“Pay us less. That’s what I’d do. It’s not rocket science.”
So said Chris Evans, one of television’s highest paid stars, after the government unveiled the first of two major White Papers published in the past week – this one about the future of the BBC.
The question of pay was high on the list of gripes about the broadcaster, as it often is, and the argument deployed in response was equally familiar: that if the BBC didn’t pay top dollar, stars would leave. But would they? Some might, but as Evans’ remarks suggest, there are other considerations at play.
Take, for example, the recent saga of Robert Peston’s defection from the BBC to ITV.
The star political editor was reportedly lured away with a significant pay raise to add weight to ITV’s revamped news output, including a new Sunday-morning political magazine show to compete with Andrew Marr on BBC One. In the show’s launch week, Peston pulled 167,000 viewers v Marr’s 1.59 million. His pay packet has grown, but his reach has taken a tumble.
The fact is that the BBC holds a place in British life that commercial rivals will never replicate. It is public service broadcasting, and the argument that it must always match commercial competitors pound for pound is flawed: some stars may indeed be able to earn more elsewhere, but many won’t move and those who do are taking a risk – stars can wane, and new ones are constantly being born.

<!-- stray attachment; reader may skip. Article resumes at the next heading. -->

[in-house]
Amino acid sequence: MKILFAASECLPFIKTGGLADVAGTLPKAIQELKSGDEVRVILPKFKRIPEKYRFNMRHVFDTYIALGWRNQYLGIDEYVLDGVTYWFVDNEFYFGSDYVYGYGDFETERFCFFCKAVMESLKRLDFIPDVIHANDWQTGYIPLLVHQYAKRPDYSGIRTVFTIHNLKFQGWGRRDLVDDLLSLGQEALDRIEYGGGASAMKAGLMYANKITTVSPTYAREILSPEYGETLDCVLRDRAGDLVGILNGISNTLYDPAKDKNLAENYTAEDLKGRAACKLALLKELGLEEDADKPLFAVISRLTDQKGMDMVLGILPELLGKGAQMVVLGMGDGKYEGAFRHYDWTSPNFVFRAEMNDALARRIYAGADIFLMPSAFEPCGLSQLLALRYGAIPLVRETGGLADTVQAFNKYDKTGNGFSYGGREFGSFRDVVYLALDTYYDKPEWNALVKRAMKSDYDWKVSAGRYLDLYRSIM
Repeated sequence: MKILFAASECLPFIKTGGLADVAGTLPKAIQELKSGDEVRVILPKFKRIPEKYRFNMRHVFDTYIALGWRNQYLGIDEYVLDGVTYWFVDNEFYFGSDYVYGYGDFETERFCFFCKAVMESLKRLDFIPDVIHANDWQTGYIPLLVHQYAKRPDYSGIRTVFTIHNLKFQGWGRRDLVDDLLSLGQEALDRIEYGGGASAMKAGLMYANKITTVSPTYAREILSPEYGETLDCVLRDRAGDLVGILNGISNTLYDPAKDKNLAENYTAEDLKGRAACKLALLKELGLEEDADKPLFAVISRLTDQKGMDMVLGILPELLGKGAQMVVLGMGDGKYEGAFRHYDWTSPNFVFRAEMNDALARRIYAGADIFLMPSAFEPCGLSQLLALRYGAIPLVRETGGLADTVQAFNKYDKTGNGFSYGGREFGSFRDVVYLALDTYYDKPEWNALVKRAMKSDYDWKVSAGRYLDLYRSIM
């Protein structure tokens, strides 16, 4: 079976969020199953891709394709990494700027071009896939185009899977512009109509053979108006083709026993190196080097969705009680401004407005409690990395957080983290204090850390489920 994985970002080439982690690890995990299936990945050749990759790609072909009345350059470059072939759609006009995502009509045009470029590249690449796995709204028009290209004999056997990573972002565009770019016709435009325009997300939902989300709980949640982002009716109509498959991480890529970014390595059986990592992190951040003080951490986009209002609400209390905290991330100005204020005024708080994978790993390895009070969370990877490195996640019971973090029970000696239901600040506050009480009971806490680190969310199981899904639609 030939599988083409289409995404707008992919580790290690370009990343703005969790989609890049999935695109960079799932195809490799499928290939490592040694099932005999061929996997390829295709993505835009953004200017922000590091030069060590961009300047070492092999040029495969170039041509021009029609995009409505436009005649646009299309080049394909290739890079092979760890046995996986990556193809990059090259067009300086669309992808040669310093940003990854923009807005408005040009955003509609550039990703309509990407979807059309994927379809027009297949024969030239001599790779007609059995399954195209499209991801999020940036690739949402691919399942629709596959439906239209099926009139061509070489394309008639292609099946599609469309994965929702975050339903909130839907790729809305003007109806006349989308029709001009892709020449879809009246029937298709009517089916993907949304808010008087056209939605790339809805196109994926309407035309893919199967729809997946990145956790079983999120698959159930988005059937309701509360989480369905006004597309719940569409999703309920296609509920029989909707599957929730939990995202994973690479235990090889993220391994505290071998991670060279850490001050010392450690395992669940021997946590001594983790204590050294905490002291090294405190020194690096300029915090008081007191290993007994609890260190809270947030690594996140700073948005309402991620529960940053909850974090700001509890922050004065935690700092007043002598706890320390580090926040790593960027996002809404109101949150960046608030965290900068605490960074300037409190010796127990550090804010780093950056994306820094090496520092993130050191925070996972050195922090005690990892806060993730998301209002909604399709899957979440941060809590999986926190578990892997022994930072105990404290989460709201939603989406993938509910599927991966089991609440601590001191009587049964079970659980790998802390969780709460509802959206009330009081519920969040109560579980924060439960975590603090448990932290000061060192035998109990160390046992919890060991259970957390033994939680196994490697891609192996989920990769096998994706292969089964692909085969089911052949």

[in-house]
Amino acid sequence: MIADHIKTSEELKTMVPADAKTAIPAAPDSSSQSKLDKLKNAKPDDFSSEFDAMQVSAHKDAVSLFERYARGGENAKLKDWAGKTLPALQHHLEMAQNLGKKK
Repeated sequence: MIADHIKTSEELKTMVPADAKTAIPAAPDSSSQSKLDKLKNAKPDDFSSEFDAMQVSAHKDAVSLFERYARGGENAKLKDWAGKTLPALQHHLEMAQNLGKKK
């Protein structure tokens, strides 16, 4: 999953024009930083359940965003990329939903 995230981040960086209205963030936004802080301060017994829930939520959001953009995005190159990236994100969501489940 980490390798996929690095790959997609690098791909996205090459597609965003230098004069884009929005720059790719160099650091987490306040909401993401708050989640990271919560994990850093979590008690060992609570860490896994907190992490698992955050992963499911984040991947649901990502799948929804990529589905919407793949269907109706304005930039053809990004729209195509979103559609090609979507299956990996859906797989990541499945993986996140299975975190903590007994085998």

There are parallels with higher education and the executive pay discussed in our cover story.
Universities are not businesses, and no one goes into academia for the money.
So the argument trotted out in response to concern about rising salaries at the top – that talent must be remunerated at a rate that matches what it could get elsewhere – falls rather flat.
University leaders may be able to get more lucrative gigs elsewhere – at universities overseas, perhaps, or in private industry. But how many would actually make the jump? And would it matter if they did?
The second White Paper published in recent days is, of course, on the future of higher education, and its overarching theme is to inject a bigger dose of market forces into a system that the government fears is too slow to respond to the demands of students and too quick to shut the door on new competition.
Be that as it may, universities ultimately serve the public good, and while they must be financially sustainable, efficient and ambitious, their lifeblood will remain an academic workforce and ethic that, even at the top, does not revolve around a bulging pay packet or the drive to create shareholder value.
At a time when academic pay is being kept under sustained pressure (provoking yet another threat of strike action from the University and College Union), remuneration committees that ignore this unique institutional culture risk separating the head from the body.
So by all means pay a high-performing university leader a good salary for doing a complex job, but let’s not fool ourselves that he or she is the only person in the world who could do it, or that there’s always a FTSE 100 company waiting in the wings to whisk them away. There probably isn’t – and even if there is, it’s beside the point.